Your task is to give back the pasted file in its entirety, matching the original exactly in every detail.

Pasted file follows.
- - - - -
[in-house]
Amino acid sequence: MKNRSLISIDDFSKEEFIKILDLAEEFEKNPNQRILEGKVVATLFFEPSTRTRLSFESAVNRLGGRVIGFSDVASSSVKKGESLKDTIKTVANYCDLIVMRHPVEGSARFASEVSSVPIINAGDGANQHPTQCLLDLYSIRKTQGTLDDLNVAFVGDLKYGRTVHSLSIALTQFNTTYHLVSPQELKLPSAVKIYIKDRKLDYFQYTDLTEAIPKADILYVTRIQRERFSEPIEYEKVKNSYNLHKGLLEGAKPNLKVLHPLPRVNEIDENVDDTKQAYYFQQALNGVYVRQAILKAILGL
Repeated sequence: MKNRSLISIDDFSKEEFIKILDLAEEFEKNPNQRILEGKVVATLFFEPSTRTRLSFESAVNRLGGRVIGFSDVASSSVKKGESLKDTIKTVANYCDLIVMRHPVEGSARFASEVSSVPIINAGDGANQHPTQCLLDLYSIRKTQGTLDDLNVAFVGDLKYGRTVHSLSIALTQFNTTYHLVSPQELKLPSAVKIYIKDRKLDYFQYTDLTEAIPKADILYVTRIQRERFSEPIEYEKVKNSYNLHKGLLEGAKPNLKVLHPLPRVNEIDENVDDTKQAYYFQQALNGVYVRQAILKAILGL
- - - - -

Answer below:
[in-house]
Amino acid sequence: MKNRSLISIDDFSKEEFIKILDLAEEFEKNPNQRILEGKVVATLFFEPSTRTRLSFESAVNRLGGRVIGFSDVASSSVKKGESLKDTIKTVANYCDLIVMRHPVEGSARFASEVSSVPIINAGDGANQHPTQCLLDLYSIRKTQGTLDDLNVAFVGDLKYGRTVHSLSIALTQFNTTYHLVSPQELKLPSAVKIYIKDRKLDYFQYTDLTEAIPKADILYVTRIQRERFSEPIEYEKVKNSYNLHKGLLEGAKPNLKVLHPLPRVNEIDENVDDTKQAYYFQQALNGVYVRQAILKAILGL
Repeated sequence: MKNRSLISIDDFSKEEFIKILDLAEEFEKNPNQRILEGKVVATLFFEPSTRTRLSFESAVNRLGGRVIGFSDVASSSVKKGESLKDTIKTVANYCDLIVMRHPVEGSARFASEVSSVPIINAGDGANQHPTQCLLDLYSIRKTQGTLDDLNVAFVGDLKYGRTVHSLSIALTQFNTTYHLVSPQELKLPSAVKIYIKDRKLDYFQYTDLTEAIPKADILYVTRIQRERFSEPIEYEKVKNSYNLHKGLLEGAKPNLKVLHPLPRVNEIDENVDDTKQAYYFQQALNGVYVRQAILKAILGL